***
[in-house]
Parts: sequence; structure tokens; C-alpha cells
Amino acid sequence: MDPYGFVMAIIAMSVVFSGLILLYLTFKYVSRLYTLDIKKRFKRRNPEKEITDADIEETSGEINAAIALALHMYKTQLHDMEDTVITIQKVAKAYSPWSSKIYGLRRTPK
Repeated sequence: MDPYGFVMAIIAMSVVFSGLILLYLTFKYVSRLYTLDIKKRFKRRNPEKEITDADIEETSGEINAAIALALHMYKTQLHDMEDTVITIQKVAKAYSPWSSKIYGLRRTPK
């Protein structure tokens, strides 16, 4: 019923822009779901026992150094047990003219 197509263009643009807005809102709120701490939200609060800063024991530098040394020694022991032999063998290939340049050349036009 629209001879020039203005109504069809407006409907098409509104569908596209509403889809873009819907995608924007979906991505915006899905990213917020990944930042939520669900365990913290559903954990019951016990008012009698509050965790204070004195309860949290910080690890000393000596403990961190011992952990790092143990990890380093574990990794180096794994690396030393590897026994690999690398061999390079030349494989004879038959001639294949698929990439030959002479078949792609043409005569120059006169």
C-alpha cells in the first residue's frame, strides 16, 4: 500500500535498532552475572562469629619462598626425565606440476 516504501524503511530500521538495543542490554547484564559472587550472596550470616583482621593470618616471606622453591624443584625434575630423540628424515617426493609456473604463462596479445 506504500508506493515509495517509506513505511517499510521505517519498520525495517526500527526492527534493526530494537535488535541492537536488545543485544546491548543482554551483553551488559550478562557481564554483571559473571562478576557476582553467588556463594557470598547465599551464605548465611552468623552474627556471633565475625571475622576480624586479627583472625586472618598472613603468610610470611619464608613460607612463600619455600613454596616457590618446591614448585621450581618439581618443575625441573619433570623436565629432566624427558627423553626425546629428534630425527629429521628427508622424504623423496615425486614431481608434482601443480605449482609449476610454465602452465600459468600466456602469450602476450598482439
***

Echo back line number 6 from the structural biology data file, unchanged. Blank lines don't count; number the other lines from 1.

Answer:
C-alpha cells in the first residue's frame, strides 16, 4: 500500500535498532552475572562469629619462598626425565606440476 516504501524503511530500521538495543542490554547484564559472587550472596550470616583482621593470618616471606622453591624443584625434575630423540628424515617426493609456473604463462596479445 506504500508506493515509495517509506513505511517499510521505517519498520525495517526500527526492527534493526530494537535488535541492537536488545543485544546491548543482554551483553551488559550478562557481564554483571559473571562478576557476582553467588556463594557470598547465599551464605548465611552468623552474627556471633565475625571475622576480624586479627583472625586472618598472613603468610610470611619464608613460607612463600619455600613454596616457590618446591614448585621450581618439581618443575625441573619433570623436565629432566624427558627423553626425546629428534630425527629429521628427508622424504623423496615425486614431481608434482601443480605449482609449476610454465602452465600459468600466456602469450602476450598482439